Speaking of whirlpools, Michael ‘Gold-Medal’ Phelps has earned his place in history as one of the most driven pot smokers alive, and then, strangely, the first companies to stop their sponsorship deals are Subway and Kellogg’s.
And lastly, this is the weekend of the Gasparilla Pirate Festival in Tampa, FL where grown ups run around in Pirate costumes and ask strangers if they do ARRROBICS. Somali pirates, RPGs and common sense are unwelcome.
Unless of course you are going to do a brief history of “finger pointing” posters through the ages and around the world. See them all here courtesy of the Russian design studio of awesomeness, Art. Lebedev.
Can First Daughters Sasha and Malia Give J. Crew a Lift?(TIME)
Originally uploaded by MashGet
Watching the first family it is clear that we have the start of a new American brand. We also have a family of endorsers who are able to give credence to other “American” brands and in doing so dictate the future of what that means to us all.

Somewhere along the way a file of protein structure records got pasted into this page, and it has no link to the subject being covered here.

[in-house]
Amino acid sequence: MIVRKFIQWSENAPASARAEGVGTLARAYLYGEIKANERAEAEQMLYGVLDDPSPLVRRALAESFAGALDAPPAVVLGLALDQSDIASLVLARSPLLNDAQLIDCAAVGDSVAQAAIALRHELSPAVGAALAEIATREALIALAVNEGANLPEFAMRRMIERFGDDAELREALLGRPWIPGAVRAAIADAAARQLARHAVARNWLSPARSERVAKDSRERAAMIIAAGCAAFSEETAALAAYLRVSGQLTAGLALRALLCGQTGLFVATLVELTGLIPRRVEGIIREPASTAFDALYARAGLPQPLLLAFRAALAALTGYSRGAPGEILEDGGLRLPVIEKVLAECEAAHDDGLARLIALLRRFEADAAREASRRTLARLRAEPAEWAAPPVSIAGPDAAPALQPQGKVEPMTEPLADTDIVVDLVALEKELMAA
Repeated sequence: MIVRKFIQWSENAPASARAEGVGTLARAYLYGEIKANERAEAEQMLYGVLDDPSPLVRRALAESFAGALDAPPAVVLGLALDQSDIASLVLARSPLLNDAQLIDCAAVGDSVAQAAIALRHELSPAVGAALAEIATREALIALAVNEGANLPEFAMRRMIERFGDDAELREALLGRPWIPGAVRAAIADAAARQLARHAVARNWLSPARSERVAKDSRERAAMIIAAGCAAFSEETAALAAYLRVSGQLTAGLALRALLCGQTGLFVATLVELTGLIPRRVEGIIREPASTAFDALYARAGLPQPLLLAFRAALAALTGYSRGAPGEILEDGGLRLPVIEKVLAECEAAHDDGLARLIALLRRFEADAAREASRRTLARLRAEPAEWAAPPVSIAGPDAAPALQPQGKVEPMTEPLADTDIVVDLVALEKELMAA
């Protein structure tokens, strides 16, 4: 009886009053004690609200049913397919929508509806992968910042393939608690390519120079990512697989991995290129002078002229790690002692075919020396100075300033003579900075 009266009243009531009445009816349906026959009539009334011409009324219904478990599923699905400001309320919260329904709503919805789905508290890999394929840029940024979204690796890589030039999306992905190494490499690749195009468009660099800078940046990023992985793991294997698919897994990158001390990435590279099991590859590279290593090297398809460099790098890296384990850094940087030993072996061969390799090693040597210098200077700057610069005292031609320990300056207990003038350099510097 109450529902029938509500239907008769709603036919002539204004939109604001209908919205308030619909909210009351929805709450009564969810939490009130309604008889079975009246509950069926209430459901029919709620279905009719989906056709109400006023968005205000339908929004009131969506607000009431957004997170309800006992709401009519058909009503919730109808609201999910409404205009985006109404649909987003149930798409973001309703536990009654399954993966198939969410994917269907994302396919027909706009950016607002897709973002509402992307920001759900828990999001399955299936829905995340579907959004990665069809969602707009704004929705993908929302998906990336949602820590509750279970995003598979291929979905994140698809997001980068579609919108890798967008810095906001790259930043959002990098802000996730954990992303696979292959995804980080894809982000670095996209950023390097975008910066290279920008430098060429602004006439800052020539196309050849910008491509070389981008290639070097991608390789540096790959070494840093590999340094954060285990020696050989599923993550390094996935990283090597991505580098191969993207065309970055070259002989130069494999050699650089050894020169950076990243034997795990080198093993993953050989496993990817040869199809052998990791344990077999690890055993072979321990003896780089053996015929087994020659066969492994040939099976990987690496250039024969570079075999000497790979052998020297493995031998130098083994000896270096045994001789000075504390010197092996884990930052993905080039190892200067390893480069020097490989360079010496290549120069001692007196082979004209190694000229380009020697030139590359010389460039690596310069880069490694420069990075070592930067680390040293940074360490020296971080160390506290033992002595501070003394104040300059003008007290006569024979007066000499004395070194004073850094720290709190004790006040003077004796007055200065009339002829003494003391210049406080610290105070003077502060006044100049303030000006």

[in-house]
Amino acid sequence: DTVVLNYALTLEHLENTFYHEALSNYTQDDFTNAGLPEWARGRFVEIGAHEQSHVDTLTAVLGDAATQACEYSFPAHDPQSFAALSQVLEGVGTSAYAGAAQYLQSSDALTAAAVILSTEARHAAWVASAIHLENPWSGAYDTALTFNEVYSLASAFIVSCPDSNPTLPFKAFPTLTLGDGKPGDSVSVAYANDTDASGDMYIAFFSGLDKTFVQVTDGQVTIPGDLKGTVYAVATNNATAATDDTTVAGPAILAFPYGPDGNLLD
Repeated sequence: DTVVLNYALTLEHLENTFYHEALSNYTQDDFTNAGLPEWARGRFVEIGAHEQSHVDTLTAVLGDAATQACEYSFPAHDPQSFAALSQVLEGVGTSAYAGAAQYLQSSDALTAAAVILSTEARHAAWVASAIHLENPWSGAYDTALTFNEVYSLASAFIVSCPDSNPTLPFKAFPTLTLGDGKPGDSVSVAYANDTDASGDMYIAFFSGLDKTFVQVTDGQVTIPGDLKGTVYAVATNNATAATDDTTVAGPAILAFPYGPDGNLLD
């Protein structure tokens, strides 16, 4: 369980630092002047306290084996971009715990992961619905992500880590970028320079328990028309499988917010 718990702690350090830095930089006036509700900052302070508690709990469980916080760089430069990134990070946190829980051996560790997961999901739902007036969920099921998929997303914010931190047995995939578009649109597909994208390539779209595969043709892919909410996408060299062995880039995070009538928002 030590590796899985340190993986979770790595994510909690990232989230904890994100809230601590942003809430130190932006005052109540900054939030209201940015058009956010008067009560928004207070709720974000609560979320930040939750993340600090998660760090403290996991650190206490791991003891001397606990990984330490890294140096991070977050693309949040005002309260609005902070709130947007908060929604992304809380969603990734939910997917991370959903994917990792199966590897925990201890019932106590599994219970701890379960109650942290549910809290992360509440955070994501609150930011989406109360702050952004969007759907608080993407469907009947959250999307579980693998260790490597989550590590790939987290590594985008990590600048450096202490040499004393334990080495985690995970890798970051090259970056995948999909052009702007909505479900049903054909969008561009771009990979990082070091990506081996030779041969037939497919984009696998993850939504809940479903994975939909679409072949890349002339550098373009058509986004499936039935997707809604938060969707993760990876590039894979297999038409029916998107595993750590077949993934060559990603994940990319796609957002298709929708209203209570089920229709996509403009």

Michelle Obama has inspired a number of blogs that follow the designers that she selects and the way that she is bringing style back into the White House. By selecting up and coming designers as well as a couple of key selections of White+Black and J.Crew she is helping to democratize style in much the same way that Target did for much of the last ten years.
Radiance and Rosebud (the secret service names for Malia and Sasha) may well fan the flame of J.Crew’s stateside comeback under the helm of Mickey Drexler. Of course, if I was over at Gap Inc. or Ralph Lauren I would be screaming and shouting as they seem to have lost some of the American luster that was key to the success of both brands.
I do have some reservations about the choice of Pottery Barn for the First Residence, but…you can’t win them all and I suppose I would rather live in a Pottery Barn America than a Lazy Boy America. Thinking about it, it’s probably a better message to send although a little DWR around the edges wouldn’t hurt.
I remember growing up and learning about sister cities. Seemed like a cool idea and certainly made a kid in small town Ohio feel more connected to the world at large. But, as I now travel around the world on projects, I question the logic of it all.